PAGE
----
By Van Schoales
On August 13 Colorado’s 2014 TCAP scores will be released, and as has happened since “Nation at Risk” was released in 1983, almost everyone will be frustrated with what will likely be only small, incremental improvement. Some will blame reforms, saying they’ve been too weak, too strong, or misguided. Others will point to a lack of money as the primary reason we haven’t progressed further. Still others will say the measurement tools are meaningless and that we need not be frustrated at all. Regardless of what the numbers tell us next week, we need to frame our conversations around the long-term trends and use the data as a point of inquiry.
As always, there will be some cheers and plenty of groans. Justifiably so. The US spends more on public education than most of the developed world. Furthermore, we’ve more than doubled our spending since 1970, but achievement has remained stagnant or has fallen relative to other countries.
In Colorado, we’ve seen reform efforts span from resourcing the lowest performing schools (the federal government and others have ponied up more than $80 million over the past few years to turn around the lowest performing schools in CO) to making policy changes aimed at accountability and decentralizing control from districts to schools. The grand result of our investment in change so far has been a 2% improvement on writing statewide since 2003.
In Denver, improvement in TCAP scores over the past few years has been somewhat baffling for district-managed schools compared to most charter schools. The overall district performance has historically improved 1-2% per year, but there seems to be few patterns of improvement at the school level. What causes a school to improve or lag? Other than having a great school leader for a sustained time period, I don’t know. It seems that no policy or investment has yet been able to leverage the kind of gains we need. We would need to make 5% or more per year instead of 1-3% to reach any of the goals that the Denver School Board is on the brink of approving.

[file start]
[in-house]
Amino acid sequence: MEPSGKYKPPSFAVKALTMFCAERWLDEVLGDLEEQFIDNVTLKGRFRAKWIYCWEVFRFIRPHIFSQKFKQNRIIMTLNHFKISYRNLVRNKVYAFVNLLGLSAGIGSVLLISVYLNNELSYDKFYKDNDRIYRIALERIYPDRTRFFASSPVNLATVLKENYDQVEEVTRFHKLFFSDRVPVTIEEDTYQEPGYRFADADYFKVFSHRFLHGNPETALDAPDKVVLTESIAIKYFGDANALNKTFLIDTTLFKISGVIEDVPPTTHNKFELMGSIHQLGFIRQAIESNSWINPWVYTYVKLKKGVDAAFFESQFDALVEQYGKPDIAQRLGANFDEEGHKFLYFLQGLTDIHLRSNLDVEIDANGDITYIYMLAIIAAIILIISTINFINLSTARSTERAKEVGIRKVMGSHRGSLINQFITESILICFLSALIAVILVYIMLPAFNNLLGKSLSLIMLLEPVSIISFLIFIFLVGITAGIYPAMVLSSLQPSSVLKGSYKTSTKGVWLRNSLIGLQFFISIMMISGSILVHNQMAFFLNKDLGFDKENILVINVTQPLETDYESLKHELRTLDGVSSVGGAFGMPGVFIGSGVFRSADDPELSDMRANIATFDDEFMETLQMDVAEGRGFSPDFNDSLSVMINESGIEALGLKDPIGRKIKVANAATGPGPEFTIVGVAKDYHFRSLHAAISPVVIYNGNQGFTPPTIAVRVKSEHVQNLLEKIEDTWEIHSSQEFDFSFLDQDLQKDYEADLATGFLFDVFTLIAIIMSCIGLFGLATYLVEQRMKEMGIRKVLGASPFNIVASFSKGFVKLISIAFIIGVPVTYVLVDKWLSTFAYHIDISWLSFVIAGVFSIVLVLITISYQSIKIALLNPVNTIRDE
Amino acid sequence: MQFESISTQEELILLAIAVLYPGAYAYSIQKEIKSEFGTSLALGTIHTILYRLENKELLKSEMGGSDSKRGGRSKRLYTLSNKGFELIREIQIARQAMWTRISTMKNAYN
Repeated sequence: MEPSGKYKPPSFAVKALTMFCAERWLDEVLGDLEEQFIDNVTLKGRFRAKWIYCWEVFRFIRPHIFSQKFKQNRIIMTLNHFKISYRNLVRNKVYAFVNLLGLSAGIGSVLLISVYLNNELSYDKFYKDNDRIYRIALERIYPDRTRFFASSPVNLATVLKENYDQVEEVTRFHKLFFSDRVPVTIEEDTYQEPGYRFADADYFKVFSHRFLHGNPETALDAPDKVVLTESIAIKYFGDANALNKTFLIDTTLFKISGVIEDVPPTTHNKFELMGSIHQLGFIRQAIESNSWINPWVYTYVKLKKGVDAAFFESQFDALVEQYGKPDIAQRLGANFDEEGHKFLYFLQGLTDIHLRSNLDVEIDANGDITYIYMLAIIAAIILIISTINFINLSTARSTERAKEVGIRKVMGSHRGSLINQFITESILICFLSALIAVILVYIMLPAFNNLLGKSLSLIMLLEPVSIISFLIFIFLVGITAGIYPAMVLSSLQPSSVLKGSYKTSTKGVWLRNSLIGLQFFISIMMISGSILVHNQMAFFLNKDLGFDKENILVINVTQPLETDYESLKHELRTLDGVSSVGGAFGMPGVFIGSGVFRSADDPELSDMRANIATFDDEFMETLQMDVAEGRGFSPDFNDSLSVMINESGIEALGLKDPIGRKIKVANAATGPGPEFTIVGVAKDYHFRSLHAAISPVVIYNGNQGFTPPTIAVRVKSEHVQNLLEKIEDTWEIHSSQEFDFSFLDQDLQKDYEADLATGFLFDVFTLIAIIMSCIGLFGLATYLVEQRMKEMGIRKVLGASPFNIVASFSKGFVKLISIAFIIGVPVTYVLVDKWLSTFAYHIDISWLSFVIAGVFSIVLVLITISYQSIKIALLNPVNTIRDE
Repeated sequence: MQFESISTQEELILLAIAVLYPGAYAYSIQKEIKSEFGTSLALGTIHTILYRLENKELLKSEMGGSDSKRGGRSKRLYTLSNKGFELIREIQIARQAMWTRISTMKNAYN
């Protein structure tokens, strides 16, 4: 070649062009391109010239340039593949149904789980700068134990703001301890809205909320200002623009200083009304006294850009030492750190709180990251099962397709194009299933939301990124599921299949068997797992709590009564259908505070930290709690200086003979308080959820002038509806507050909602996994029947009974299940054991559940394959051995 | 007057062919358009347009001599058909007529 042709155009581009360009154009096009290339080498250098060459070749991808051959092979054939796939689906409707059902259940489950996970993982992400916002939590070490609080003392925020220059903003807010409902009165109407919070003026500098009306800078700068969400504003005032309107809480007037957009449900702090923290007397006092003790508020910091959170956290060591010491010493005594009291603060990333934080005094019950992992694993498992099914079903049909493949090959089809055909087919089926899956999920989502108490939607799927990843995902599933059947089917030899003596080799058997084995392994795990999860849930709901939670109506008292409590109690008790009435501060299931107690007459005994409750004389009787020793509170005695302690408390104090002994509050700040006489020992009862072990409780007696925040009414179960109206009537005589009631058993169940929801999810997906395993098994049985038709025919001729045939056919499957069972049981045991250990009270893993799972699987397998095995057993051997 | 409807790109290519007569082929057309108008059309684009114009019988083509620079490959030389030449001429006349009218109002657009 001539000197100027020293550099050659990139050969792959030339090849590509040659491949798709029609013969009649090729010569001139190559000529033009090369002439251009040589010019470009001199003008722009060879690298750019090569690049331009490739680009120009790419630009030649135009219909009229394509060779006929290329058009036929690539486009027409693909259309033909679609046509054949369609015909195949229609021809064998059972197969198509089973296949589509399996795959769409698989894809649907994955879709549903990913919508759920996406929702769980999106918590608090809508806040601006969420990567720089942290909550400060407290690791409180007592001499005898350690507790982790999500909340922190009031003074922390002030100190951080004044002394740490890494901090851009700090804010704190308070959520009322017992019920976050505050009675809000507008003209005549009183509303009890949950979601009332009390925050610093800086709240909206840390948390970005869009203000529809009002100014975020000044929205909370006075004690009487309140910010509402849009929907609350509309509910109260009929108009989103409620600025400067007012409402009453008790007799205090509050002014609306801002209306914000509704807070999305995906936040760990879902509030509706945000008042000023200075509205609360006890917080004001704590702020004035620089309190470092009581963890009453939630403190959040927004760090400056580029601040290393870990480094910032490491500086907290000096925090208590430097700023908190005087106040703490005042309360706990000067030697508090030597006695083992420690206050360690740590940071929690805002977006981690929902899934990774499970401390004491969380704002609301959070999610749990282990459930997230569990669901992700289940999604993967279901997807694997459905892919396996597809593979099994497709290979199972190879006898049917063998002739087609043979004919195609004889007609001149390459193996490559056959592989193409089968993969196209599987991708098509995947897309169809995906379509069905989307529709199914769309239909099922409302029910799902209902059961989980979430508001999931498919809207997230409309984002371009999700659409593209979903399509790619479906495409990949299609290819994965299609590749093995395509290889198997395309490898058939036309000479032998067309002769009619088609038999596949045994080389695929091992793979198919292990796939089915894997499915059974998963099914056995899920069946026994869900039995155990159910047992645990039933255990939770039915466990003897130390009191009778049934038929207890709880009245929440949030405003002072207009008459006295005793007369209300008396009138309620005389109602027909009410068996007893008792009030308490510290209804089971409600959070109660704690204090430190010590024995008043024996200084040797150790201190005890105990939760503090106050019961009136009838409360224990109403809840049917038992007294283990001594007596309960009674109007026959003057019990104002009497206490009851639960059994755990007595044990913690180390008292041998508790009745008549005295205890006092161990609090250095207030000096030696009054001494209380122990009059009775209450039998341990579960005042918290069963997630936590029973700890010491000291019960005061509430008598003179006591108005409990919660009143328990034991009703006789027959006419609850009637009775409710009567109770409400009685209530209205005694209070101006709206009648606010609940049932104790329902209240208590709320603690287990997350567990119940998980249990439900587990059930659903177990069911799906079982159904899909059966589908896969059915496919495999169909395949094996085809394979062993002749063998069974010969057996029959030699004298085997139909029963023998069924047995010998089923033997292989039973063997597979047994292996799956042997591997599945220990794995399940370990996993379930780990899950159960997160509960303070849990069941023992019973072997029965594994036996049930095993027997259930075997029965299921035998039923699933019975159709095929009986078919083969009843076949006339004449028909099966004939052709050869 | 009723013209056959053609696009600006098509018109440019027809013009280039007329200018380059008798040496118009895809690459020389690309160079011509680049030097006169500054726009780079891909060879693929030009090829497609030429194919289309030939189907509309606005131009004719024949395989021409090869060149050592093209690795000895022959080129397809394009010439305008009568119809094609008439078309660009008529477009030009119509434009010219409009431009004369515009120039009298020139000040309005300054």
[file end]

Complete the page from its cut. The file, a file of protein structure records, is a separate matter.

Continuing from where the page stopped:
I have argued for Common Core, school finance reform, better school performance management, more quality charters, new data systems, redesigning teacher and principal pipelines, changing the incentives for educators, quality early childhood programs, and more – and do believe these will improve outcomes for kids. But maybe it is time to invest less in trying to argue the loudest on policy, and instead invest in digging deeper into the obstacles or opportunities for educational improvement at the school level.
What do I mean? Practices in schools and classrooms matter more than any state or district policy. Too little time is spent investigating the school/classroom-level practices and culture that are related to stifling or improving education. School districts rarely investigate what is and is not working in terms of new initiatives at the school and classroom level. On top of that, we are quick to jump onto a new initiative before investigating thoroughly why the problem exists in the first place. We love to layer new programs on top of existing programs rather than focusing on the fundamentals.
We must use the TCAP scores to do further investigation into what practices are impacting the scores rather than superficially claiming victory or defeat depending upon where you sit on a policy or political argument.
Instead of being frustrated by flat scores or minor gains, might we use the data for further inquiry? Might we ask: what are the trends and who are the outliers at the district and school level? What specifically are those schools doing differently than the rest? Until we gain better answers to these questions, I suspect substantial gains will remain out of reach.
A+ will contribute to this inquiry process by publishing information about student performance in our annual Start with the Facts Report, but this is just one step in what must be a more in-depth investigation into what successful schools are doing, why some schools continue to fall flat, and whether the supports along with accountability at the school level are as effective as they can or should be. Denver Public Schools must put inquiry above all other values and practices if we are ever to have the schools we all desire.